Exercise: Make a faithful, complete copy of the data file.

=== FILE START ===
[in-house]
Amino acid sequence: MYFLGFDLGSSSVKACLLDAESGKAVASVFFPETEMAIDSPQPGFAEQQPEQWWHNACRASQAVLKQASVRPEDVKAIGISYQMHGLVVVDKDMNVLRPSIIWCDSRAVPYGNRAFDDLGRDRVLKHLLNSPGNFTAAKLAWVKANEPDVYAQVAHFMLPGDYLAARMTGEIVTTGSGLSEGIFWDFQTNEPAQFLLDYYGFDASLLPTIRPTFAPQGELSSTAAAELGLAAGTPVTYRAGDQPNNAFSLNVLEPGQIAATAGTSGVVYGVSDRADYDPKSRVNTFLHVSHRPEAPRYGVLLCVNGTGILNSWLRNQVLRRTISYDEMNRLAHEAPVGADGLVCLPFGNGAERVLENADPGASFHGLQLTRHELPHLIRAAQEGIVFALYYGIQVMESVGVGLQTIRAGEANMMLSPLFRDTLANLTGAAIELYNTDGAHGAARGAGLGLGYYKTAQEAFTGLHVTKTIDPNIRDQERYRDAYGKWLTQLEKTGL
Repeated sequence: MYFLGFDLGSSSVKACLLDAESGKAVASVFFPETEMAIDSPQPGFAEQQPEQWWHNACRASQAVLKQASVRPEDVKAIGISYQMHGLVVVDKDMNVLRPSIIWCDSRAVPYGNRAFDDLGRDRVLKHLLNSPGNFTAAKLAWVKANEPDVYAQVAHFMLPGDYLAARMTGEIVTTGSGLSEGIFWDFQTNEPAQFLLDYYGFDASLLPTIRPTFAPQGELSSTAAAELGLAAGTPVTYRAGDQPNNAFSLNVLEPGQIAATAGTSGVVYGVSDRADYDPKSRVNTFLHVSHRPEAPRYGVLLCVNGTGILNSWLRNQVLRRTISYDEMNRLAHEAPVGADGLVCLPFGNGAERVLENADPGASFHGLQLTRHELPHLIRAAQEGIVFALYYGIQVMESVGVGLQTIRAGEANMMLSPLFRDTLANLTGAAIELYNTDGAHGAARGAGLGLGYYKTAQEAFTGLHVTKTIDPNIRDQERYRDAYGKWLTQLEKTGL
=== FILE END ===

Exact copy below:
[in-house]
Amino acid sequence: MYFLGFDLGSSSVKACLLDAESGKAVASVFFPETEMAIDSPQPGFAEQQPEQWWHNACRASQAVLKQASVRPEDVKAIGISYQMHGLVVVDKDMNVLRPSIIWCDSRAVPYGNRAFDDLGRDRVLKHLLNSPGNFTAAKLAWVKANEPDVYAQVAHFMLPGDYLAARMTGEIVTTGSGLSEGIFWDFQTNEPAQFLLDYYGFDASLLPTIRPTFAPQGELSSTAAAELGLAAGTPVTYRAGDQPNNAFSLNVLEPGQIAATAGTSGVVYGVSDRADYDPKSRVNTFLHVSHRPEAPRYGVLLCVNGTGILNSWLRNQVLRRTISYDEMNRLAHEAPVGADGLVCLPFGNGAERVLENADPGASFHGLQLTRHELPHLIRAAQEGIVFALYYGIQVMESVGVGLQTIRAGEANMMLSPLFRDTLANLTGAAIELYNTDGAHGAARGAGLGLGYYKTAQEAFTGLHVTKTIDPNIRDQERYRDAYGKWLTQLEKTGL
Repeated sequence: MYFLGFDLGSSSVKACLLDAESGKAVASVFFPETEMAIDSPQPGFAEQQPEQWWHNACRASQAVLKQASVRPEDVKAIGISYQMHGLVVVDKDMNVLRPSIIWCDSRAVPYGNRAFDDLGRDRVLKHLLNSPGNFTAAKLAWVKANEPDVYAQVAHFMLPGDYLAARMTGEIVTTGSGLSEGIFWDFQTNEPAQFLLDYYGFDASLLPTIRPTFAPQGELSSTAAAELGLAAGTPVTYRAGDQPNNAFSLNVLEPGQIAATAGTSGVVYGVSDRADYDPKSRVNTFLHVSHRPEAPRYGVLLCVNGTGILNSWLRNQVLRRTISYDEMNRLAHEAPVGADGLVCLPFGNGAERVLENADPGASFHGLQLTRHELPHLIRAAQEGIVFALYYGIQVMESVGVGLQTIRAGEANMMLSPLFRDTLANLTGAAIELYNTDGAHGAARGAGLGLGYYKTAQEAFTGLHVTKTIDPNIRDQERYRDAYGKWLTQLEKTGL